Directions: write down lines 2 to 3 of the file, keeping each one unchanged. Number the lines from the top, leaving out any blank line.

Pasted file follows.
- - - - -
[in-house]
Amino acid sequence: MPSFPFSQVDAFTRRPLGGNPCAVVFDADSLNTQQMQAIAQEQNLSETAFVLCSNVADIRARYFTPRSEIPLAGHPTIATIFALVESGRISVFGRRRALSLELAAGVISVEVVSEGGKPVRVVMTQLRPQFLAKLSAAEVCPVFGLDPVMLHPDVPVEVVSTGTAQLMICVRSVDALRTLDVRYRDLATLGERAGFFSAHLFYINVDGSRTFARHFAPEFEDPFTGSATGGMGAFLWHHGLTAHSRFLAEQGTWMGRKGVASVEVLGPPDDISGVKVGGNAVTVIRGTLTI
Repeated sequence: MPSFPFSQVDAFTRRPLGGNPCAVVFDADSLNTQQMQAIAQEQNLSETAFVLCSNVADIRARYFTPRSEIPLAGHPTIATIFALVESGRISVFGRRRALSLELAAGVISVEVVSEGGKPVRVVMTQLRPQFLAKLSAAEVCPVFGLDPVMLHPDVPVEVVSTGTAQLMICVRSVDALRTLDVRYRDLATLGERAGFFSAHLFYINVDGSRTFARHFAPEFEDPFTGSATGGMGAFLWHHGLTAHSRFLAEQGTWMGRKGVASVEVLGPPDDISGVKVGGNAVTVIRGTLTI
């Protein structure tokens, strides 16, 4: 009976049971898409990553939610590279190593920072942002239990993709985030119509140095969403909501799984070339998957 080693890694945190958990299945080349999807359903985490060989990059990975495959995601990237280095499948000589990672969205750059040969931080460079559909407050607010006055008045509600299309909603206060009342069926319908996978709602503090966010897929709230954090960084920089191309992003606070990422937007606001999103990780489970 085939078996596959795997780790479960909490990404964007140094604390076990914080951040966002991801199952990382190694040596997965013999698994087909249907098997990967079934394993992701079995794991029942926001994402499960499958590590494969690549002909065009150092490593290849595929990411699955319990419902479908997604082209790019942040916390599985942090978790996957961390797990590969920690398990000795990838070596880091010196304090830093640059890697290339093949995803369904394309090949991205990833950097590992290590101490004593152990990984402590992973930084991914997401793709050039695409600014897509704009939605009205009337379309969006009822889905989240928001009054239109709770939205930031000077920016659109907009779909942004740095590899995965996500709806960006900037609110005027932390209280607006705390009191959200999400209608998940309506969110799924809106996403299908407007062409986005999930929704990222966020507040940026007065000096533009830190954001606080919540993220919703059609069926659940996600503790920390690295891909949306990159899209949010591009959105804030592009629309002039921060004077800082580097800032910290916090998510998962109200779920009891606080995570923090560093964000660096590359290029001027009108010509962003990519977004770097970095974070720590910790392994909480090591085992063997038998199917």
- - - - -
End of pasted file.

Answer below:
Amino acid sequence: MPSFPFSQVDAFTRRPLGGNPCAVVFDADSLNTQQMQAIAQEQNLSETAFVLCSNVADIRARYFTPRSEIPLAGHPTIATIFALVESGRISVFGRRRALSLELAAGVISVEVVSEGGKPVRVVMTQLRPQFLAKLSAAEVCPVFGLDPVMLHPDVPVEVVSTGTAQLMICVRSVDALRTLDVRYRDLATLGERAGFFSAHLFYINVDGSRTFARHFAPEFEDPFTGSATGGMGAFLWHHGLTAHSRFLAEQGTWMGRKGVASVEVLGPPDDISGVKVGGNAVTVIRGTLTI
Repeated sequence: MPSFPFSQVDAFTRRPLGGNPCAVVFDADSLNTQQMQAIAQEQNLSETAFVLCSNVADIRARYFTPRSEIPLAGHPTIATIFALVESGRISVFGRRRALSLELAAGVISVEVVSEGGKPVRVVMTQLRPQFLAKLSAAEVCPVFGLDPVMLHPDVPVEVVSTGTAQLMICVRSVDALRTLDVRYRDLATLGERAGFFSAHLFYINVDGSRTFARHFAPEFEDPFTGSATGGMGAFLWHHGLTAHSRFLAEQGTWMGRKGVASVEVLGPPDDISGVKVGGNAVTVIRGTLTI